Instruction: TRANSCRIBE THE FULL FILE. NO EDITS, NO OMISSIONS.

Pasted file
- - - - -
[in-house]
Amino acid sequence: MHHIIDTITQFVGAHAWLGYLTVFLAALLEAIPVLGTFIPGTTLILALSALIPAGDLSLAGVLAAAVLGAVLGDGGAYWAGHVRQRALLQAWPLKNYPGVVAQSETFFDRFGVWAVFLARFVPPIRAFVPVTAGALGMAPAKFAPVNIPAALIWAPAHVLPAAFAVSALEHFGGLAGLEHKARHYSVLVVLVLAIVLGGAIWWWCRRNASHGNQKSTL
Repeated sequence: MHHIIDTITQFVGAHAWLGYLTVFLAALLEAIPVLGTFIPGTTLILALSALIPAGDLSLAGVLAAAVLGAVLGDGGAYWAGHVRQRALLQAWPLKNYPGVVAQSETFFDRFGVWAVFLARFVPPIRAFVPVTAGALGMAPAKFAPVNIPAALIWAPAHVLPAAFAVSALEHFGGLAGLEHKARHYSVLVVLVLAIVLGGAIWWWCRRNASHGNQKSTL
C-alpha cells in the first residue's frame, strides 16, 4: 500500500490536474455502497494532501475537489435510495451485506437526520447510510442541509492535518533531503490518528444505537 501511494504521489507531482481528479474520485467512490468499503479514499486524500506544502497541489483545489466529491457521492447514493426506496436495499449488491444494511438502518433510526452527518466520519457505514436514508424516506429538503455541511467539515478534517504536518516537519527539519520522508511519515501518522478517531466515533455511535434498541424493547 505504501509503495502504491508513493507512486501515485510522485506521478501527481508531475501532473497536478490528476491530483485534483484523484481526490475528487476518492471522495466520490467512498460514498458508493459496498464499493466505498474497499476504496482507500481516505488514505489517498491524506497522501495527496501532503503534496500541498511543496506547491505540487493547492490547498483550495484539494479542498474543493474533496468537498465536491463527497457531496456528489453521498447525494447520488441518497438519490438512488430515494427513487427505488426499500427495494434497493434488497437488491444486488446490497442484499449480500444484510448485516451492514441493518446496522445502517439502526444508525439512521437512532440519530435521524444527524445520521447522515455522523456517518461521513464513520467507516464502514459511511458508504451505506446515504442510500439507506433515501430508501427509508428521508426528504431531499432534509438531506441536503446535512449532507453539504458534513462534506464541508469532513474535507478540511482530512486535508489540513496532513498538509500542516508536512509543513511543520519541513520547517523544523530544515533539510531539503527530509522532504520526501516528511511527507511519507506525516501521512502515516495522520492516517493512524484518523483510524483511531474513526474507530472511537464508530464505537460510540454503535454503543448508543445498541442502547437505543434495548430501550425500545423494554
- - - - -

[in-house]
Amino acid sequence: MHHIIDTITQFVGAHAWLGYLTVFLAALLEAIPVLGTFIPGTTLILALSALIPAGDLSLAGVLAAAVLGAVLGDGGAYWAGHVRQRALLQAWPLKNYPGVVAQSETFFDRFGVWAVFLARFVPPIRAFVPVTAGALGMAPAKFAPVNIPAALIWAPAHVLPAAFAVSALEHFGGLAGLEHKARHYSVLVVLVLAIVLGGAIWWWCRRNASHGNQKSTL
Repeated sequence: MHHIIDTITQFVGAHAWLGYLTVFLAALLEAIPVLGTFIPGTTLILALSALIPAGDLSLAGVLAAAVLGAVLGDGGAYWAGHVRQRALLQAWPLKNYPGVVAQSETFFDRFGVWAVFLARFVPPIRAFVPVTAGALGMAPAKFAPVNIPAALIWAPAHVLPAAFAVSALEHFGGLAGLEHKARHYSVLVVLVLAIVLGGAIWWWCRRNASHGNQKSTL
C-alpha cells in the first residue's frame, strides 16, 4: 500500500490536474455502497494532501475537489435510495451485506437526520447510510442541509492535518533531503490518528444505537 501511494504521489507531482481528479474520485467512490468499503479514499486524500506544502497541489483545489466529491457521492447514493426506496436495499449488491444494511438502518433510526452527518466520519457505514436514508424516506429538503455541511467539515478534517504536518516537519527539519520522508511519515501518522478517531466515533455511535434498541424493547 505504501509503495502504491508513493507512486501515485510522485506521478501527481508531475501532473497536478490528476491530483485534483484523484481526490475528487476518492471522495466520490467512498460514498458508493459496498464499493466505498474497499476504496482507500481516505488514505489517498491524506497522501495527496501532503503534496500541498511543496506547491505540487493547492490547498483550495484539494479542498474543493474533496468537498465536491463527497457531496456528489453521498447525494447520488441518497438519490438512488430515494427513487427505488426499500427495494434497493434488497437488491444486488446490497442484499449480500444484510448485516451492514441493518446496522445502517439502526444508525439512521437512532440519530435521524444527524445520521447522515455522523456517518461521513464513520467507516464502514459511511458508504451505506446515504442510500439507506433515501430508501427509508428521508426528504431531499432534509438531506441536503446535512449532507453539504458534513462534506464541508469532513474535507478540511482530512486535508489540513496532513498538509500542516508536512509543513511543520519541513520547517523544523530544515533539510531539503527530509522532504520526501516528511511527507511519507506525516501521512502515516495522520492516517493512524484518523483510524483511531474513526474507530472511537464508530464505537460510540454503535454503543448508543445498541442502547437505543434495548430501550425500545423494554